Jackson’s debut album remained a masterpiece that deserved to be heard by more people. But despite several attempts, it remained an underrated jewel. A fan—who happened to be a music journalist—revisited Jackson C. Frank, and raved about it. In 1978, it was even re-released. But it barely made a splash. At best, Jackson gained a few new fans. This, along with the rejections, was too much.
Jackson’s poor physical and mental health led to hospitalizations. It was the beginning of the end.
In the early 1980s, Jackson found some stability by moving back home with his parents. Sadly, it didn’t last. In 1984, his mom had open heart surgery. When Marilyn got home, she made a devastating discovery. Her troubled son was nowhere to be found.
Jackson left her with nothing but worries and questions with no answers. After a while, she assumed that he’d died. Once again, the truth was stranger and sadder.
Turns out, Jackson was alive, but not well. He had desperately journeyed to New York City. There, Jackson was a man on a mission: he wanted to find Paul Simon, his former producer—hoping he could resurrect his career. Tragically, Jackson found nothing but misery and suffering in the Big Apple.
Instead of Paul, Jackson found himself homeless. It gets even worse. He caught the attention of city authorities—and not in a good way. Jackson’s mental illness alarmed them and they forcibly institutionalized him. Every few months, the city had no choice but to release him.
An extended stay in a mental institution was never going to be a good time, and Jackson’s circumstances made it so much worse. He described them as overcrowded with people, "All of them crazy. You can imagine what that's like for an artist, to be around crazy people for that length of time, locked up and, if you're crippled, how hard and painful it is to be locked up”. Life on the streets wasn’t much better.
Thanks to begging and scavenging, Jackson survived. Barely. He searched garbage bins, construction sites, and dumpsters just to find things to sell. All he wanted in return was coffee and bread. Basically, Jackson was a mess, who by his own admission, “couldn't make head nor tail of anything”. His life turned out to be a devastating riches-to-rags story.
While in New York, Jackson once again found himself in the wrong place at the wrong time. Jackson was just sitting on a bench and minding his own business. That’s when trouble, in the form of teenagers, found him. They were playing with an air rifle and spotted a live target. The ringleader aimed, pulled the trigger, and ran. The consequences were devastating.
He ended up losing sight in one eye. His health—physical and mental—was now even worse.
Finally, medical professionals began to pay attention to Jackson’s long-term mental health issues. But it was too little, too late. In adulthood, doctors diagnosed Jackson with paranoid schizophrenia and attempted to treat him. But Jackson rejected their diagnosis and treatments.
He insisted that while he lived with mental illness, it was depression and trauma related to the many losses he’d experienced in life.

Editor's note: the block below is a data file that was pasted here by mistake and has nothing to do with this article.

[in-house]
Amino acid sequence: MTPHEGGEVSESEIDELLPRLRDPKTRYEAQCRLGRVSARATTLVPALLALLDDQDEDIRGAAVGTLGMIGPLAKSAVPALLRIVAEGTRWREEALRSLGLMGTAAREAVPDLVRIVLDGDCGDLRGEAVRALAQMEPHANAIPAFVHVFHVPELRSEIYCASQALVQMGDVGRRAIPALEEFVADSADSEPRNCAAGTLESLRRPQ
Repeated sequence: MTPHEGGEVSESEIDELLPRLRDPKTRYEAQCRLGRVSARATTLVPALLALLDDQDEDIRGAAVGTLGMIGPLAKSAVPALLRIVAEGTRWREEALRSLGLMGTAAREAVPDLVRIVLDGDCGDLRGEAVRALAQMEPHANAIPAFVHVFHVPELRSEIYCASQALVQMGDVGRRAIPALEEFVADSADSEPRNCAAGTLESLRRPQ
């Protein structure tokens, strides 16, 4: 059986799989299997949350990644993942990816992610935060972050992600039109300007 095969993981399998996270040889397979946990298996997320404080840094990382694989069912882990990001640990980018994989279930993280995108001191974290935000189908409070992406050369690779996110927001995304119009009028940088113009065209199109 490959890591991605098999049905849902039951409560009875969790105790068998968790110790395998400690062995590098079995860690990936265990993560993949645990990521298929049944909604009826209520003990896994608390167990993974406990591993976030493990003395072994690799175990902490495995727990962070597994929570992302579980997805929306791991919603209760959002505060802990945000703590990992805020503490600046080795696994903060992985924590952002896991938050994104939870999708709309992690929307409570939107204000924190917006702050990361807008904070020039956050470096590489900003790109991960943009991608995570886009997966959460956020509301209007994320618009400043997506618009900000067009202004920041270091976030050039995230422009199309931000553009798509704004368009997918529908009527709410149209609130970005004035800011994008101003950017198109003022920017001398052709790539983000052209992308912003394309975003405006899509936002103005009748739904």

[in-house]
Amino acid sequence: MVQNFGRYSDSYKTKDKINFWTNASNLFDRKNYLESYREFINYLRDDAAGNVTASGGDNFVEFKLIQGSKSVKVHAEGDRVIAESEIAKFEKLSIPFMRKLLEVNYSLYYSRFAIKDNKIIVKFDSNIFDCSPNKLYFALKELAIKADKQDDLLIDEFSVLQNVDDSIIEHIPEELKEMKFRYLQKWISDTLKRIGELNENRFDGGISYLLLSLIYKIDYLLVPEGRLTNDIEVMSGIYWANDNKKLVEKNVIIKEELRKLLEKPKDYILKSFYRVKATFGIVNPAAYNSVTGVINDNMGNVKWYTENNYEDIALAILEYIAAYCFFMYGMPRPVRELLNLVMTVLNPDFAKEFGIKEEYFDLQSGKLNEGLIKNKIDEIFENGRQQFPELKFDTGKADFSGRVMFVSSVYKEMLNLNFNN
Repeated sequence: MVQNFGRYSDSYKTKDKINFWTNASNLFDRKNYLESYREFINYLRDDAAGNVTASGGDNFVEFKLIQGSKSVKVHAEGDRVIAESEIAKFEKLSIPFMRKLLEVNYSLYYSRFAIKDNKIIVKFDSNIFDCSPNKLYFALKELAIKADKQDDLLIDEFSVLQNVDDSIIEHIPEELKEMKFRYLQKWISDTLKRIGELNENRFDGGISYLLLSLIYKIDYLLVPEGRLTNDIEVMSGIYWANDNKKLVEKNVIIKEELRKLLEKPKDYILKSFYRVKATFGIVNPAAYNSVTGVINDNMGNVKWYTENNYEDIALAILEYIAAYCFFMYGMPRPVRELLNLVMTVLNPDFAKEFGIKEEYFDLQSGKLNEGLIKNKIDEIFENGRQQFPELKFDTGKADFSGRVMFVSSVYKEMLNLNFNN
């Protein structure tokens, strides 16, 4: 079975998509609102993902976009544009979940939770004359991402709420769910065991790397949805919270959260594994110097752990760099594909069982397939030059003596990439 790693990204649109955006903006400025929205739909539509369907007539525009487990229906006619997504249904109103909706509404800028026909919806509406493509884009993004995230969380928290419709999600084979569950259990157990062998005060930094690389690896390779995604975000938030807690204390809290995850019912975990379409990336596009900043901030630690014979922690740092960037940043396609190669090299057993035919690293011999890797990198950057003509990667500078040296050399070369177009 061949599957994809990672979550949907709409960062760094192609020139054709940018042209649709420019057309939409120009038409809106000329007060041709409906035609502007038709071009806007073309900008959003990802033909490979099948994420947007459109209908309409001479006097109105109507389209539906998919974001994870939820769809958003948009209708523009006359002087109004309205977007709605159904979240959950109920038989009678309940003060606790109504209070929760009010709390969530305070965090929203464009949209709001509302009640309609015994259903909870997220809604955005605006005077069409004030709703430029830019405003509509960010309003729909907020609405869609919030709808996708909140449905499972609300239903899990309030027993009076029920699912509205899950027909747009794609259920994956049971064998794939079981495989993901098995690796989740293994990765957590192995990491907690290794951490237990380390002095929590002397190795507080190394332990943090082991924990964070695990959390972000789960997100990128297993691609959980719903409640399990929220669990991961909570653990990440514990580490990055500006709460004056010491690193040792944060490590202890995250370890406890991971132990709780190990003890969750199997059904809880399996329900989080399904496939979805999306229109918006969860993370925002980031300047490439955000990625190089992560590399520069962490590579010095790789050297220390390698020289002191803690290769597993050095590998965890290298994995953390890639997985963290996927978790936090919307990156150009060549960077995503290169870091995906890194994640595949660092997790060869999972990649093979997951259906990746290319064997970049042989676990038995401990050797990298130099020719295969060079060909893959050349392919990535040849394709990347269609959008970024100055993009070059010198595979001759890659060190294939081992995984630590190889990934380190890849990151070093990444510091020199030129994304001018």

Eventually, Jackson turned his life around, but it wasn’t thanks to the doctors…or even himself.
Things weren’t looking good for Jackson until an unexpected visit pulled him from rock bottom. In the 1990s, Jim Abbott discovered Jackson’s music and became a huge fan. But he lived in Woodstock, where Jackson’s antics remained notorious. He, assumed, like everyone else, that Jackson had long passed. After learning Jackson was alive, but not well, he arranged a meeting. Jim was shocked by what—or who—he saw.
Jim Abbott admits “It was a shock to see him [Jackson]”. Even Jackson’s family and friends would have struggled to recognize him: "He was very overweight, looked really wrecked, his eyes were all messed up. He had some gizmo that he flipped around his head like an antenna”.
Jackson was the polar opposite of the thin young man on his first album cover. But after the meeting, Jim was determined to help.
Jim accomplished what no doctor, no family member and no city authority managed to do: get Jackson’s life back on track. He started by getting Jackson off the streets. He hunted down past royalties owed to Jackson that supplemented his government checks. But Jim also worked an even bigger miracle: He successfully encouraged Jackson to write and play music again. Not all heroes wear capes, and Jackson’s new fan proved this.
Jackson’s twilight years were bittersweet. He lived alone and struggled with health issue after health issue. But he was in contact with his mom again. He was off the streets. He was even making music again but doubted it would go anywhere. Jackson couldn’t help but feel that the blues still ran the game and his life. He was right.
On March 3, 1999, Jackson died from pneumonia and heart failure in Great Barrington, Massachusetts. He was 56 years old. It was premature in more ways than one. You see, it occurred at a really unfortunate time. A new generation began discovering his name and music. This was a long time coming. But it was also too late.
Collector and archivist Geoffrey Weiss bought Jackson’s album on eBay from Jim and asked if he had anything else. Turns out, Jim had ended up with Jackson’s estate. It wasn’t much, just some inexpensive items, but it was priceless to fans. Sadly, it was too painful for Jim to keep. Geoffrey offered to take it all and keep everything intact.
Jackson never became the household name he deserved to be—at least with the general public. On the other hand, fellow artists respected and revered him. Countless artists across generations—from Simon And Garfunkel to John Mayer—covered his music and paid tribute. Hit shows and movies like This Is Us and Joker feature his music. In a way, Jackson is immortal through his musical legacy.
In 2014, Jim wrote and published Jackson C Frank, The Clear, Hard Light of Genius. In his research, he came to a heartbreaking conclusion. He attributed everything—the good and the bad in Jackson’s life—to that fateful day in the music classroom: “He had his brief moment in the sun, but the rest of his life was a real struggle, all because of the fire…We might not have any of his music, if it hadn't been for the fire”.
Jim was the perfect person to write about Jackson, and he proved it. He perfectly told the tragedy of Jackson C Frank, the almost legend: “His scarred body housed a beautiful sound…I found him to be one of the most inherently good people I have ever known. And he made music as beautiful as his soul”. Ultimately, Jackson didn’t just sing about the blues. He lived through the worst of them.